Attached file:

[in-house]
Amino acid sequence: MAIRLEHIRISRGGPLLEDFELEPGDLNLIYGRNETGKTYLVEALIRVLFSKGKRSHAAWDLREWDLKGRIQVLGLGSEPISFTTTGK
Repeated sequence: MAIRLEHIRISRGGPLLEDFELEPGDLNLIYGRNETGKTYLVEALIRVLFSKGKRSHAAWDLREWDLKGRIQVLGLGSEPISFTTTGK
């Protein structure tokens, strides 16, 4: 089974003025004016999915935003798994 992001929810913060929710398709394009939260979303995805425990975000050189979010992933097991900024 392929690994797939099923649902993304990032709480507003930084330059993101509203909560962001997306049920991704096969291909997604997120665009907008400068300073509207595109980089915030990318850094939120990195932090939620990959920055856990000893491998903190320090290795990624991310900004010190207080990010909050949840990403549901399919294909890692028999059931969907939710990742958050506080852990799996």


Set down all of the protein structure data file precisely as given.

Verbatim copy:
[in-house]
Amino acid sequence: MAIRLEHIRISRGGPLLEDFELEPGDLNLIYGRNETGKTYLVEALIRVLFSKGKRSHAAWDLREWDLKGRIQVLGLGSEPISFTTTGK
Repeated sequence: MAIRLEHIRISRGGPLLEDFELEPGDLNLIYGRNETGKTYLVEALIRVLFSKGKRSHAAWDLREWDLKGRIQVLGLGSEPISFTTTGK
């Protein structure tokens, strides 16, 4: 089974003025004016999915935003798994 992001929810913060929710398709394009939260979303995805425990975000050189979010992933097991900024 392929690994797939099923649902993304990032709480507003930084330059993101509203909560962001997306049920991704096969291909997604997120665009907008400068300073509207595109980089915030990318850094939120990195932090939620990959920055856990000893491998903190320090290795990624991310900004010190207080990010909050949840990403549901399919294909890692028999059931969907939710990742958050506080852990799996």